StackOverflow co-founders Joel Spolsky and Jeff Atwood know their audience. The Q&A site popular with programmers is today launching its Careers 2.0 effort at careers.stackoverflow.com, unveiling a complete revamp of the “dinky careers site” that was there before.
The new site is replete with fleshed out search interface (below), which lets employers search the StackOverflow programmer database by skills and location among other things. Prospective employers can also see the number of “active” candidates (people actively searching for jobs) vs. “passive” (people who would consider job offers if good enough) as well as include students or limit searches to people who have a legal right to work in the United States.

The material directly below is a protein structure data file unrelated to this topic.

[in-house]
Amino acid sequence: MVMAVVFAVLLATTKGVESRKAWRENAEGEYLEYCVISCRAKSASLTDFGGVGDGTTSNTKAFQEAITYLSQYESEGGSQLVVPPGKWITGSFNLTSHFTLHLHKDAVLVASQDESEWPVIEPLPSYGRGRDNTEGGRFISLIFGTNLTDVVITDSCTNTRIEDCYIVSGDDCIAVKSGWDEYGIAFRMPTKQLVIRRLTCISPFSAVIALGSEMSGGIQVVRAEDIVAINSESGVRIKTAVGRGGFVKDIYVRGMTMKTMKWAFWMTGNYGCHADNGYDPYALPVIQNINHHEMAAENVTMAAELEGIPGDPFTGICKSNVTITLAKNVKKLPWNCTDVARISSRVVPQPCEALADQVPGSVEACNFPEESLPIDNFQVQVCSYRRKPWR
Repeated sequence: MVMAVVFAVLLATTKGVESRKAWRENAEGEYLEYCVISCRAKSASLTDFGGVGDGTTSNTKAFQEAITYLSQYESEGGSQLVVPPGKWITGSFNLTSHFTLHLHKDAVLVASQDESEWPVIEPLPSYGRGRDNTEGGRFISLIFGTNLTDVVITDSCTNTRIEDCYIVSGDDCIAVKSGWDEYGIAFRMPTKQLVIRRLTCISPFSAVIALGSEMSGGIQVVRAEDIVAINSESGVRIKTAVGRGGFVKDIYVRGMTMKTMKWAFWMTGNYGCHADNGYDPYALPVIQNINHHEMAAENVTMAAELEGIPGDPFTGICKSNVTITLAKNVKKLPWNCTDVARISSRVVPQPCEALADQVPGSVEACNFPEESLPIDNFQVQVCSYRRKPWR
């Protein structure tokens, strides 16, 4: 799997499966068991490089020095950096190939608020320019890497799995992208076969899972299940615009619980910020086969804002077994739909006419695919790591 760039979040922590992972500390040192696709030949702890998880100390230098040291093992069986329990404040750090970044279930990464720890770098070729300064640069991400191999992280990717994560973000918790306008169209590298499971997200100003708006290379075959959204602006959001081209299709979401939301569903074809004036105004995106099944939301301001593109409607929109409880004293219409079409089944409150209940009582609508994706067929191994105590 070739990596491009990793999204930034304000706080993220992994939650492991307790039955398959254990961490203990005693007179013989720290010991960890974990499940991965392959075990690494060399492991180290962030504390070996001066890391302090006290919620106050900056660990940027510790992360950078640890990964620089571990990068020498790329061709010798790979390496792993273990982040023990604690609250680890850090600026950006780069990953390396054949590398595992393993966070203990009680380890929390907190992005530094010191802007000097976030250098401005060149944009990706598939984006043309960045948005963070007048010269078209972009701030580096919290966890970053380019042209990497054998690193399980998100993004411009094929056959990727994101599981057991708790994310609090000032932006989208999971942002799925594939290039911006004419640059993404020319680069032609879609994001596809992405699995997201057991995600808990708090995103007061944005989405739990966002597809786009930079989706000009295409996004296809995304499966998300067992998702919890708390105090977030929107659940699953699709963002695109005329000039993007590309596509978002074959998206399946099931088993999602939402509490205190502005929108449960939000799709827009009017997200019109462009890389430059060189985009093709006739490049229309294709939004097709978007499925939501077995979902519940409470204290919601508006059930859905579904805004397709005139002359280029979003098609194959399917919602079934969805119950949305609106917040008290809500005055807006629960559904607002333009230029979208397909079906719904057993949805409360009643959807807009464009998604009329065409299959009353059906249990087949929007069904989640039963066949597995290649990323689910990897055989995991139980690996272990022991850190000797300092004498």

The best part of Careers 2.0 is that it leverages the candidate’s favorite or best answers on StackOverflow itself, featuring them on each profile as testament to the candidate’s coding skills. This is huge, imagine if Quora highlighted the hours people put into answers to help find them jobs.
“You can search for Ruby on Rails programmers in Chicago, and we’ll find folks who have written highly scored ruby answers on Stack Overflow,” says Spolsky. As the technology talent crunch continues, we will see more and more career services focusing solely on engineering. And like Hackcruiter, Careers 2.0 was built specifically to appeal to programmers.
“Everything is completely redesigned and rebuilt to look great, work fast,” says Spolsky. Careers 2.0 is free for developers with the catch that you have to be invited by either your peers or a StackOverflow moderator (before anyone with a credit card could sign up). Employers have to pony up $500 for weekly access.